Teachers' Aides Face Tough Tests
BROCKTON -- As night fell on Brockton High School recently, the lights continued to burn in a second-floor classroom, where instructor Linda Jordan walked 23 students through the basics of writing: paragraph development, strong verbs, and vivid adjectives.
These were not high schoolers seeking to boost MCAS scores or fine-tune college application essays. Rather, they were teachers' aides like 37-year-old Lisa Durant, an Avon mother who works in a third-grade classroom in the school her daughter attends. By 2006, Durant and many of the other 900,000-plus teachers' aides across the country will have to meet rigorous new national standards as part of the federal No Child Left Behind Act.
Along with improving student test scores and stiffening teacher credentials, a little-noticed provision of the act also requires school paraprofessionals to boost their qualifications or lose their jobs. They must earn an associate's degree or higher or pass a test assessing basic skills or complete two years of relevant coursework at an institution of higher education or in approved programs at the district level.
"The more I can learn about coming up with strategies to help [students], the better it is for them and me," Durant said.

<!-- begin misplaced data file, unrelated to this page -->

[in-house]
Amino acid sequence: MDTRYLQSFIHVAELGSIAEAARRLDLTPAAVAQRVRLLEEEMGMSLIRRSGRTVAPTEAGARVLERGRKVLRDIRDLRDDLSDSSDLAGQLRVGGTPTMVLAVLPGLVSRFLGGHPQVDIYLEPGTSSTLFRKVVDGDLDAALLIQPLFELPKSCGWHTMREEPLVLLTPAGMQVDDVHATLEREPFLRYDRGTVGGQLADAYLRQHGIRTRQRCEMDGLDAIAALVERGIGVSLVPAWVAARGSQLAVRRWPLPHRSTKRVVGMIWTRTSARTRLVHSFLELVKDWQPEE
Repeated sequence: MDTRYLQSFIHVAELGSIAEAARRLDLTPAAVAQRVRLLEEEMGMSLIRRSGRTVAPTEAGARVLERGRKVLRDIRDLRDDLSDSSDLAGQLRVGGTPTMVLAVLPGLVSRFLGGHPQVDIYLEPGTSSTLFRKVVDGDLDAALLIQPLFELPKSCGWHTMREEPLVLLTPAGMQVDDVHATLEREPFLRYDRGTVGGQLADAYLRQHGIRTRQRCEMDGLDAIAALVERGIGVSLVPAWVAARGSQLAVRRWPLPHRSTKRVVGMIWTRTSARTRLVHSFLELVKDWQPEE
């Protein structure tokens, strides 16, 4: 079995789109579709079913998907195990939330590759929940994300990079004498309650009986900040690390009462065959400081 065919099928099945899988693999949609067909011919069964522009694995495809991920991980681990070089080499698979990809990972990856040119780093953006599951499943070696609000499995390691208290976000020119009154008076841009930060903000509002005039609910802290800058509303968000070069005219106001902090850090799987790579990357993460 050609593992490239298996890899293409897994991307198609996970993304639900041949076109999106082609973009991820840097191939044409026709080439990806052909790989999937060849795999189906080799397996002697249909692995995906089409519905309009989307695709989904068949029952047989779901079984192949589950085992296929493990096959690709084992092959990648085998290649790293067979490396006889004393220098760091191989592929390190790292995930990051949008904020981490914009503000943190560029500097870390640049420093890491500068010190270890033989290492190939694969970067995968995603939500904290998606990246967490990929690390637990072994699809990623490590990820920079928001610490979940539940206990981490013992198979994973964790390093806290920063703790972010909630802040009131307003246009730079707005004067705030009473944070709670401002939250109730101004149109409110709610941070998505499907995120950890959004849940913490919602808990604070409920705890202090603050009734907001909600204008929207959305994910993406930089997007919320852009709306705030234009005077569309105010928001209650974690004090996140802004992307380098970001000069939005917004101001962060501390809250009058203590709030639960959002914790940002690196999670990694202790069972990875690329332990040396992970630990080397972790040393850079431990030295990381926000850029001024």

After years of toiling in the shadows of classroom teachers, so-called paras are facing scrutiny under the far-reaching federal law, which requires them to prove they are qualified for the increasingly complex roles they are playing. Gone are the days when paraprofessionals stuck to such tasks as stapling papers or leading children to the restroom: With the influx of special-education students into regular-education classes and stiffer demands on schools overall, many paraprofessionals are now directly involved in children's learning.
"This is forcing school districts to pay attention to all people who provide instruction for kids," said Kathleen Skinner, director of professional development at the Massachusetts Teachers Association. The group is holding courses like the one Durant attends.
Most of the paraprofessionals are women and mothers, and many have only a high school diploma. As many as 75 percent of the 10,000 paraprofessionals represented by the MTA do not meet the requirements of the law.
"In essence, what you have is the neediest kids getting services from the least capable person. Not that the para is not capable of being capable, but it's rather that the districts have ignored them," Skinner said.
The No Child Left Behind Act attempts to reverse that. Just as it requires the nation's teachers to be "highly qualified," the law sets new guidelines for aides who work in schools that receive federal Title I money for low-income children or who work in Title I-financed programs. (The rules do not apply to aides without teaching duties, such as lunchroom monitors.)
Right now, most paraprofessionals need only a high school diploma or GED, though some school districts have stricter requirements. Some towns are working with local community colleges and state colleges, hoping many will go on to earn a teaching certificate.
But the path to boosting the credentials of all teacher aides will not be easy, and school officials expect that many aides will retire. The state's cities probably have the largest numbers of paraprofessionals who wouldn't currently qualify, Skinner said.